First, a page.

1. Helms ER, Aragon AA, Fitschen PJ. Evidence-based recommendations for natural bodybuilding contest preparation: nutrition and supplementation. J Int Soc Sports Nutr. 2014 May 12;11:20. doi: 10.1186/1550-2783-11-20. PMID: 24864135; PMCID: PMC4033492.
  2. van Vliet S, Burd NA, van Loon LJ. The Skeletal Muscle Anabolic Response to Plant- versus Animal-Based Protein Consumption. J Nutr. 2015 Sep;145(9):1981-91. doi: 10.3945/jn.114.204305. Epub 2015 Jul 29. PMID: 26224750.
  3. Tipton KD, Wolfe RR. Protein and amino acids for athletes. J Sports Sci. 2004 Jan;22(1):65-79. doi: 10.1080/0264041031000140554. PMID: 14971434.
  4. Górska-Warsewicz H, Laskowski W, Kulykovets O, Kudlińska-Chylak A, Czeczotko M, Rejman K. Food Products as Sources of Protein and Amino Acids-The Case of Poland. Nutrients. 2018;10(12):1977. Published 2018 Dec 13. doi:10.3390/nu10121977
  5. FAO . Dietary Protein Evaluation in Human Nutrition: Report of an FAO Expert Consultation 2011. FAO; Rome, Italy: 2013. FAO Food and Nutrition Paper 92.
  6. Hertzler SR, Lieblein-Boff JC, Weiler M, Allgeier C. Plant Proteins: Assessing Their Nutritional Quality and Effects on Health and Physical Function. Nutrients. 2020;12(12):3704. Published 2020 Nov 30. doi:10.3390/nu12123704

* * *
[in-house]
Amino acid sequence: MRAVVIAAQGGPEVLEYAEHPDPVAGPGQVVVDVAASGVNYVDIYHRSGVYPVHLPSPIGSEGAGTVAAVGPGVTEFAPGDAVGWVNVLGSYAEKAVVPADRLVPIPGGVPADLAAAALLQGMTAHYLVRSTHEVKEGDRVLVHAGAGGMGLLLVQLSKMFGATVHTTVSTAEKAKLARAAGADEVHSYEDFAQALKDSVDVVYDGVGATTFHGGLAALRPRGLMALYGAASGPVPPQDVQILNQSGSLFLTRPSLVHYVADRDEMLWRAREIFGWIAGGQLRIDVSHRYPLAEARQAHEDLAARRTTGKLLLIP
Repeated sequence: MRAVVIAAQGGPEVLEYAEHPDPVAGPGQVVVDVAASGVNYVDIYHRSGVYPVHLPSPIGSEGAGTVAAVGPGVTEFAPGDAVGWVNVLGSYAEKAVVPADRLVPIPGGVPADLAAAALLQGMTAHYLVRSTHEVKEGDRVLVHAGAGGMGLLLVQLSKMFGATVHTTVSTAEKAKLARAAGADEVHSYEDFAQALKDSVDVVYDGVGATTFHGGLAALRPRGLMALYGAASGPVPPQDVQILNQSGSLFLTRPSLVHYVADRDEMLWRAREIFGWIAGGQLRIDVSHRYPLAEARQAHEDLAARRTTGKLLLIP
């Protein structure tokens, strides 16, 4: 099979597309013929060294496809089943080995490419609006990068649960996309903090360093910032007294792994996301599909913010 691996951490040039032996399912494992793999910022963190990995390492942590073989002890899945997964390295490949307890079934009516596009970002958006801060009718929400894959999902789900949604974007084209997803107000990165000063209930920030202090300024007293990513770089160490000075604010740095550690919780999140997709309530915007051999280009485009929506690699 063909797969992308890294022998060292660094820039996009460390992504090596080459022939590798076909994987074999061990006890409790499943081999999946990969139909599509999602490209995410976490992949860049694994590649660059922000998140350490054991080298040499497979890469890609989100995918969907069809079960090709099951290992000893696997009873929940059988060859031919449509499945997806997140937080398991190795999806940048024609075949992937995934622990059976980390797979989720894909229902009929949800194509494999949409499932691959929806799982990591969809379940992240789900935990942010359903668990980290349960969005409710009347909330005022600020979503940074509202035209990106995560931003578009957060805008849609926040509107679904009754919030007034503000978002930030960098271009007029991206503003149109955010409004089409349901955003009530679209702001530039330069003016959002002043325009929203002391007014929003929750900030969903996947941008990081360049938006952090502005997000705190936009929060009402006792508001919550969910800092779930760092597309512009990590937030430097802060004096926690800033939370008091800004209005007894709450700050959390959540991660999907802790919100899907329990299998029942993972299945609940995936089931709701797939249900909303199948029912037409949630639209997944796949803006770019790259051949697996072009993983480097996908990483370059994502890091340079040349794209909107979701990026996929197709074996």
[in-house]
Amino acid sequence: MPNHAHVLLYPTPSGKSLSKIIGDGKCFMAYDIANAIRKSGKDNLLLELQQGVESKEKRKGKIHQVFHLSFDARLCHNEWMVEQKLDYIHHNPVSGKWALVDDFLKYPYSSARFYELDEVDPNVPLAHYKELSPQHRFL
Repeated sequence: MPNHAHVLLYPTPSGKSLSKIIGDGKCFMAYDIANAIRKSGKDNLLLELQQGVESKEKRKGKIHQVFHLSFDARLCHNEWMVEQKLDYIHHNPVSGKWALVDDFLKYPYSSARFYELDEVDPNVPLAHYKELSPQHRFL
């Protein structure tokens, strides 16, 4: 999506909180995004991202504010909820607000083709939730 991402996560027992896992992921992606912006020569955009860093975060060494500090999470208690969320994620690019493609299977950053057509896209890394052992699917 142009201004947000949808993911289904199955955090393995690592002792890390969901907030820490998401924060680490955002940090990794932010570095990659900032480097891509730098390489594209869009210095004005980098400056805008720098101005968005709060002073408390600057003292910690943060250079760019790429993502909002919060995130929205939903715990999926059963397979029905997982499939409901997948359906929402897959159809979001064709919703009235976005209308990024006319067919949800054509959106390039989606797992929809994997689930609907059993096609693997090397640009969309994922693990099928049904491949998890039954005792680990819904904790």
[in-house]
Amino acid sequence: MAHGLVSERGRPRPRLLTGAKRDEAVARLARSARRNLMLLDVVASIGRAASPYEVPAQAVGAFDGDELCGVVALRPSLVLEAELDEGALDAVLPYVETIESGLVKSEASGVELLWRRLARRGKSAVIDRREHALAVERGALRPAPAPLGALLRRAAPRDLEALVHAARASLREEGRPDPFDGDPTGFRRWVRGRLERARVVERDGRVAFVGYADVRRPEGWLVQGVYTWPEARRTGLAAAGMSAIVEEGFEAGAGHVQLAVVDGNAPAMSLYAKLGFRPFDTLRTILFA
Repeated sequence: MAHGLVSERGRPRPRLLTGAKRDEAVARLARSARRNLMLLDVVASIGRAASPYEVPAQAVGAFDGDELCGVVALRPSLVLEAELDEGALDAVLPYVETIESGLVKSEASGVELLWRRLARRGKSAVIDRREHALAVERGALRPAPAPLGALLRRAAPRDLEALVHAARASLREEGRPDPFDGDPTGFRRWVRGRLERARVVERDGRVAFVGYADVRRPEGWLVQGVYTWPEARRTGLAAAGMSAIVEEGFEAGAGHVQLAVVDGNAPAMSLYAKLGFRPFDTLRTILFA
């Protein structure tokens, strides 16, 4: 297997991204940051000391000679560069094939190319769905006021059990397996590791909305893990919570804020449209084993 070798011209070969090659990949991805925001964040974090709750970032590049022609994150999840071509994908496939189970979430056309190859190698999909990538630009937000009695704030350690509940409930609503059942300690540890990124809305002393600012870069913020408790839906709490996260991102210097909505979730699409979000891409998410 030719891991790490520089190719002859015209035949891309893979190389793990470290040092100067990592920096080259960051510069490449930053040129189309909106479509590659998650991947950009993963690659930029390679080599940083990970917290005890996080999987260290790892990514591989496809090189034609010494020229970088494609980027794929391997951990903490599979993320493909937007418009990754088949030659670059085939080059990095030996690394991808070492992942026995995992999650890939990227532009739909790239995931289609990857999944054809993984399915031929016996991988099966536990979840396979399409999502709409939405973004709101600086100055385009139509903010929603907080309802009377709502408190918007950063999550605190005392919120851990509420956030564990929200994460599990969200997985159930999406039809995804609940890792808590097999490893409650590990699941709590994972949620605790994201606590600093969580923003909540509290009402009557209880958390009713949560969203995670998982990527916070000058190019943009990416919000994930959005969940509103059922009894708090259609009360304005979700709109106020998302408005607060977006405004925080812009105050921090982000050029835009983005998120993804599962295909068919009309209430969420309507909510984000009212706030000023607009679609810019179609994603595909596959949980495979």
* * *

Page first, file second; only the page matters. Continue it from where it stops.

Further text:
7. Mero A. Leucine supplementation and intensive training. Sports Med. 1999 Jun;27(6):347-58. doi: 10.2165/00007256-199927060-00001. PMID: 10418071.
  8. Rogerson D. Vegan diets: practical advice for athletes and exercisers. J Int Soc Sports Nutr. 2017;14:36. Published 2017 Sep 13. doi:10.1186/s12970-017-0192-9
  9. Wirnitzer, K. et al. 2018. Health Status of Female and Male Vegetarian and Vegan Endurance Runners Compared to Omnivores—Results from the NURMI Study (Step 2). Nutrients 11(1):29 doi: 10.3390/nu11010029.
  10. Stokes T, Hector AJ, Morton RW, McGlory C, Phillips SM. Recent Perspectives Regarding the Role of Dietary Protein for the Promotion of Muscle Hypertrophy with Resistance Exercise Training. Nutrients. 2018;10(2):180. Published 2018 Feb 7. doi:10.3390/nu10020180
  11. Kalman D., Escalante A., Hewlings S.J., Willoughby D.S. The body composition effects of extra protein in elite mixed martial artists undergoing frequent training over a six-week period. EC Nutr. 2018;13:6.
  12. Volek J.S., Volk B.M., Gomez A.L., Kunces L.J., Kupchak B.R., Freidenreich D.J., Aristizabal J.C., Saenz C., Dunn-Lewis C., Ballard K.D., et al. Whey protein supplementation during resistance training augments lean body mass. J. Am. Coll. Nutr. 2013;32:122–135. doi: 10.1080/07315724.2013.793580.